We left the village at 8pm but It’s now midnight and conversation is replaced with yawns. Heads start to droop forward and we all try to get comfortable. Enese starts rummaging around in a black sack. Out comes a pillow and a blanket which she places on the floor in front of her. This forces myself and Dursin to pull our legs back in from the floor space. Down goes young Enesi, in her little bed. More bag rifling and out comes extra pillows and blankets which Enese arranges on the two seats and proceeds to lay across. She slides off her green and cream headscarf, wiggles her orange sock encased feet and settles down to slumber. I am livid. I can live without the space myself but, I am not a happy bunny that Enese has not given thought to eighty something Nine, who sits upright and squashed against the door at the end of our row. I am sorely tempted to spill my water all over the now sleeping Enese, accidentally of course.
I drift in and out of a fitful sleep. It’s one of those where your head lolls forward and makes your neck ache. It’s the middle of the night, its bloody freezing and I didn’t have the good sense to bring a blanket. Grateful for small mercies however, I have worn the correct clothes for such an occasion and have leggings under my skirt, several respectable layers up top and a headscarf.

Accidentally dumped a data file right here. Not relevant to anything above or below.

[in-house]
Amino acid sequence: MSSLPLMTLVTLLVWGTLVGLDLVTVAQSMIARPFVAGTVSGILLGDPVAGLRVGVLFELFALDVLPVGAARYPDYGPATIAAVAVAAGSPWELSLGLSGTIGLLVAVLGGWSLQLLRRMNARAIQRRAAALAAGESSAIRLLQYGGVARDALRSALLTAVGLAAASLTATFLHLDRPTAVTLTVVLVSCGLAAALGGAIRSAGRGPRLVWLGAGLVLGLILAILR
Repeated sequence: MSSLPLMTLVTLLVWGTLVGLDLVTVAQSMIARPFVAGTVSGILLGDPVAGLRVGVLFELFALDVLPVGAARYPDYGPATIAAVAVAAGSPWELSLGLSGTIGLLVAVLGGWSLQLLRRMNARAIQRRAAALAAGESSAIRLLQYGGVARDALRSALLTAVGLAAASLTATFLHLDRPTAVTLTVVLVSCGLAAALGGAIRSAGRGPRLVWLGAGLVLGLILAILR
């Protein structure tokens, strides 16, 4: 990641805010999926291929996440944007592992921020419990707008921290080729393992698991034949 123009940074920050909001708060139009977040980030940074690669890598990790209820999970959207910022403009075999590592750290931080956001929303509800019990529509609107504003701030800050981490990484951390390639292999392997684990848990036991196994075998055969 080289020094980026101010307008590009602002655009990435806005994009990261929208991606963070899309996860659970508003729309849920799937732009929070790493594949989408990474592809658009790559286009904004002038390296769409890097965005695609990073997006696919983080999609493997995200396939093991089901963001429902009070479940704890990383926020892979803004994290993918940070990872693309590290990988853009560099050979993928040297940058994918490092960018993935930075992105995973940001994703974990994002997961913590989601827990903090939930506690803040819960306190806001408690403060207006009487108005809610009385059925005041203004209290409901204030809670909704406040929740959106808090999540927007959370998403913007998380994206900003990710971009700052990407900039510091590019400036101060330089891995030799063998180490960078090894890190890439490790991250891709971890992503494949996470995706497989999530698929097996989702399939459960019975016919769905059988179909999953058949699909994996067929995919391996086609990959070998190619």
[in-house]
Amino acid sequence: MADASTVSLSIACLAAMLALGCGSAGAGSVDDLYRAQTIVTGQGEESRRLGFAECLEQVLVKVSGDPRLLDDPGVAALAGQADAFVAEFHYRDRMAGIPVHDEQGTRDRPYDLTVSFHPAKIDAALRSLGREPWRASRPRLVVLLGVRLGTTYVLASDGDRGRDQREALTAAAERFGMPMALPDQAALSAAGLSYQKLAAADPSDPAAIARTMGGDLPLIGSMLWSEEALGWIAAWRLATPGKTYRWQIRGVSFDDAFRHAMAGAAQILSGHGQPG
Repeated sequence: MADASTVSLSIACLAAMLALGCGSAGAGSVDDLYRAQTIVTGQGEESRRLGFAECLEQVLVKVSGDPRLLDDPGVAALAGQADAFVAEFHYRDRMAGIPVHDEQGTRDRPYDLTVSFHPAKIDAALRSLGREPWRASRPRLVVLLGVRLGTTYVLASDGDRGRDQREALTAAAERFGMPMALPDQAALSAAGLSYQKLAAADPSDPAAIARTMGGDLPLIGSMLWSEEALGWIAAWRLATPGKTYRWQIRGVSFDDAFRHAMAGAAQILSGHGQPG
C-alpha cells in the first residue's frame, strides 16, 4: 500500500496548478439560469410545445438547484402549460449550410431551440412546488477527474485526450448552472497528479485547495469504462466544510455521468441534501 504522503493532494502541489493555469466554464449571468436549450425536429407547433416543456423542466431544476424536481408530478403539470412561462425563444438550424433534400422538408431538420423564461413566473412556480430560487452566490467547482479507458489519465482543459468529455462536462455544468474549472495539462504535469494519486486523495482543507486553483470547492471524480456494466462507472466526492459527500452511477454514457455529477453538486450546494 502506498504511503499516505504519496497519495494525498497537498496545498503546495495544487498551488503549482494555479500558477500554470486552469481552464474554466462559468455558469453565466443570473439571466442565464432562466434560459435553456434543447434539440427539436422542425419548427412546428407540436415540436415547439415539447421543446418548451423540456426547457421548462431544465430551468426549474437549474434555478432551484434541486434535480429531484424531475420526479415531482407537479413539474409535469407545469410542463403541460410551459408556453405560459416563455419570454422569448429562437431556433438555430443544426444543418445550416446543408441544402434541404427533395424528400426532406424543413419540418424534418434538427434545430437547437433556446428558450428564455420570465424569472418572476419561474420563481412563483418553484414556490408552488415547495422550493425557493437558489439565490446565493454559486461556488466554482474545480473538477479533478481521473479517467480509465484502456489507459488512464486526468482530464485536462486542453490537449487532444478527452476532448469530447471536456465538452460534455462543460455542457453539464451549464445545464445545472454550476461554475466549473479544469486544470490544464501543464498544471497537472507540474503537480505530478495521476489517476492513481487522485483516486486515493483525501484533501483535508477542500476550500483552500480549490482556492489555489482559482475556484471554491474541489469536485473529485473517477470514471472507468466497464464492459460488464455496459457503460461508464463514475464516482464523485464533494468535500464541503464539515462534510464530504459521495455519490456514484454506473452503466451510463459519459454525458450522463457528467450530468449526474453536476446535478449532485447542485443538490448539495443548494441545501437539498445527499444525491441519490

Around 6am and the sun is making an appearance. Out of my window, a huge ball of crimson fire that is creeping slowly up in-between a minaret and the dome of a whitewashed Konya mosque. Us weary travelers are in need of a pit stop. I am hoping we don’t have to go much further in search of a lokanta (cafe/restaurant/canteen) with a ‘family’ dining room as some along these roads are still segregated. Fortunately we chance upon one of the large canteen type and Mu pulls into the car park. Nine is horrified and takes much persuading to get out of the car. She just wants to get to Urfa as quickly as possible and if that means bursting her bladder then so be it. She doesn’t like cars much, doesn’t trust them. She gets in them, closes her eyes, counts the beads on her tespi (prayer beads) and says silent prayer for the duration. She is of a different time. After coercing her out of the car with promises of hot soup and threats of leaving her on her own in this modern contraption, we head into the lokanta. I make use of the facilities at 1tl a go, then take a napkin and a squirt of lemon cologne from the attendant which I use on my hands before cupping them to my nose for an invigorating sniff. Time for soup. I opt for Ezo Gelin (lentil and mint) and note that most of the others have beyin or işkembe (brain and tripe) which makes me shudder.